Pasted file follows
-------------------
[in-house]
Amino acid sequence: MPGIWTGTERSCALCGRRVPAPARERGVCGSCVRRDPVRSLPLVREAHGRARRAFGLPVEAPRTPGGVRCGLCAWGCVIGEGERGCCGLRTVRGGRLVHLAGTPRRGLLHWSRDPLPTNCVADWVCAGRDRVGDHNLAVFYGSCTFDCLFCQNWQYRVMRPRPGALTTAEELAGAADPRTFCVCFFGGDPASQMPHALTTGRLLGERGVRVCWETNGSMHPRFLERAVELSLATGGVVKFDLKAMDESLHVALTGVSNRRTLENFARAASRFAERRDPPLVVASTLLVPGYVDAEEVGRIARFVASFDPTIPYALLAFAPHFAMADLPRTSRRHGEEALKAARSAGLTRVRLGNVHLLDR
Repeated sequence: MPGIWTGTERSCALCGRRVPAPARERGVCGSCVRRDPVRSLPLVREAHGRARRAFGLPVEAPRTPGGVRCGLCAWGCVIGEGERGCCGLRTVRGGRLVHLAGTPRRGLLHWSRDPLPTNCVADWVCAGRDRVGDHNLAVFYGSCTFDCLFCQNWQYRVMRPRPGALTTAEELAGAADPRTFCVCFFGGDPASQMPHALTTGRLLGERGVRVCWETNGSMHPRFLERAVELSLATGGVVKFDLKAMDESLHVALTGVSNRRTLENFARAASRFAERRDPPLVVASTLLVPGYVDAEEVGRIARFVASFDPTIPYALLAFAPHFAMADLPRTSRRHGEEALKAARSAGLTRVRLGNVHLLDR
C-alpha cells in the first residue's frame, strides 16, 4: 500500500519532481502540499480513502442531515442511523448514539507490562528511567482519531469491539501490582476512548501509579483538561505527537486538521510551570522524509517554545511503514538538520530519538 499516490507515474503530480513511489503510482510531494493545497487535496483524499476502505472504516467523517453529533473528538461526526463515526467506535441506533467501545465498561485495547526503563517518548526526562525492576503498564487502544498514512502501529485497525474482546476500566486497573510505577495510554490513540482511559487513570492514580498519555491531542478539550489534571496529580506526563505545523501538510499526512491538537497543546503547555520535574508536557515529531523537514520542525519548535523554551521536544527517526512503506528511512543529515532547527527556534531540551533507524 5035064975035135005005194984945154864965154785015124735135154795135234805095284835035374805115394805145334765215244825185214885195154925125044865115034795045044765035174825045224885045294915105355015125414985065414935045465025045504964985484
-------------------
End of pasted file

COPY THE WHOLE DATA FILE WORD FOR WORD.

[in-house]
Amino acid sequence: MPGIWTGTERSCALCGRRVPAPARERGVCGSCVRRDPVRSLPLVREAHGRARRAFGLPVEAPRTPGGVRCGLCAWGCVIGEGERGCCGLRTVRGGRLVHLAGTPRRGLLHWSRDPLPTNCVADWVCAGRDRVGDHNLAVFYGSCTFDCLFCQNWQYRVMRPRPGALTTAEELAGAADPRTFCVCFFGGDPASQMPHALTTGRLLGERGVRVCWETNGSMHPRFLERAVELSLATGGVVKFDLKAMDESLHVALTGVSNRRTLENFARAASRFAERRDPPLVVASTLLVPGYVDAEEVGRIARFVASFDPTIPYALLAFAPHFAMADLPRTSRRHGEEALKAARSAGLTRVRLGNVHLLDR
Repeated sequence: MPGIWTGTERSCALCGRRVPAPARERGVCGSCVRRDPVRSLPLVREAHGRARRAFGLPVEAPRTPGGVRCGLCAWGCVIGEGERGCCGLRTVRGGRLVHLAGTPRRGLLHWSRDPLPTNCVADWVCAGRDRVGDHNLAVFYGSCTFDCLFCQNWQYRVMRPRPGALTTAEELAGAADPRTFCVCFFGGDPASQMPHALTTGRLLGERGVRVCWETNGSMHPRFLERAVELSLATGGVVKFDLKAMDESLHVALTGVSNRRTLENFARAASRFAERRDPPLVVASTLLVPGYVDAEEVGRIARFVASFDPTIPYALLAFAPHFAMADLPRTSRRHGEEALKAARSAGLTRVRLGNVHLLDR
C-alpha cells in the first residue's frame, strides 16, 4: 500500500519532481502540499480513502442531515442511523448514539507490562528511567482519531469491539501490582476512548501509579483538561505527537486538521510551570522524509517554545511503514538538520530519538 499516490507515474503530480513511489503510482510531494493545497487535496483524499476502505472504516467523517453529533473528538461526526463515526467506535441506533467501545465498561485495547526503563517518548526526562525492576503498564487502544498514512502501529485497525474482546476500566486497573510505577495510554490513540482511559487513570492514580498519555491531542478539550489534571496529580506526563505545523501538510499526512491538537497543546503547555520535574508536557515529531523537514520542525519548535523554551521536544527517526512503506528511512543529515532547527527556534531540551533507524 5035064975035135005005194984945154864965154785015124735135154795135234805095284835035374805115394805145334765215244825185214885195154925125044865115034795045044765035174825045224885045294915105355015125414985065414935045465025045504964985484